The Input/Output Interface 9 has a set of buttons for controlling the recording and playing back of a practice procedure. By virtue of the graphics computer 22, a dial on the Input/Output Interface 9 can be rotated to adjust the angle of view during the replay of the procedure. Thus, the procedure may be viewed from the intern's field of view, from directly behind the eye, or for any other angle of view. Further, the Input/Output Interface 9 has a dial for performing a zoom function. With the zoom dial, a particular area of the eye can be magnified or reduced to view the effects of the instrument 20 on the eye. Moreover, the procedure can be replayed with the eye displayed in a sectional view or with layers of the eye removed. Consequently, the replay of the procedure provides an intern with valuable information as to the exact location of the tip of the instrument 20 relative to the various components of the eye during every moment of the procedure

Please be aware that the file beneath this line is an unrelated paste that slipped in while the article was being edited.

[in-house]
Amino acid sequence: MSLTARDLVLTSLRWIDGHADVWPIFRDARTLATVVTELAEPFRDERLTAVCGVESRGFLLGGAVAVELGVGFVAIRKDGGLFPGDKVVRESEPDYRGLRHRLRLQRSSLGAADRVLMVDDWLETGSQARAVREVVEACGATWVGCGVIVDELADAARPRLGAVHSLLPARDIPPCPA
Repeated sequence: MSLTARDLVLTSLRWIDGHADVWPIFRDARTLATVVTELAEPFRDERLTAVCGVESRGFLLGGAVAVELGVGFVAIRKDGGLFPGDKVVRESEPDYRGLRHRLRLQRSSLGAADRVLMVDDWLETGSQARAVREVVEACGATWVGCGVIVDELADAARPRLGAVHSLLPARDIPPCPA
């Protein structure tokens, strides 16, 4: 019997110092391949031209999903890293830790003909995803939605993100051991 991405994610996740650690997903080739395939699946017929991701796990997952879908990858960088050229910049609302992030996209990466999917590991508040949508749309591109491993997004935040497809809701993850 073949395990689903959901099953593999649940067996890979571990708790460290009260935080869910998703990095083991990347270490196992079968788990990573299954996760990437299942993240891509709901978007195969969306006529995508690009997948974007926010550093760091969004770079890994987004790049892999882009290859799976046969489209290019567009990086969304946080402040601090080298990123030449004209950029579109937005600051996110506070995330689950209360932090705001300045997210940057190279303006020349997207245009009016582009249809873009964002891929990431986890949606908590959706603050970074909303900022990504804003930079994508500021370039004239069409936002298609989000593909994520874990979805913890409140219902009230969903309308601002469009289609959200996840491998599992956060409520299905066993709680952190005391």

In addition to learning how to perform cataract surgery, an intern may learn how to perform a secondary lens implantation, a radial keratotomy, or may learn how to suture a corneal sclera laceration. The selection of these different procedures would be accomplished through the Input/Output Interface 9 It would also be possible to modify a certain procedure to have one or more complications. For instance, during cataract surgery, the intern may be presented with an expulsive hemorrhage or a lens posterior capsule rupture.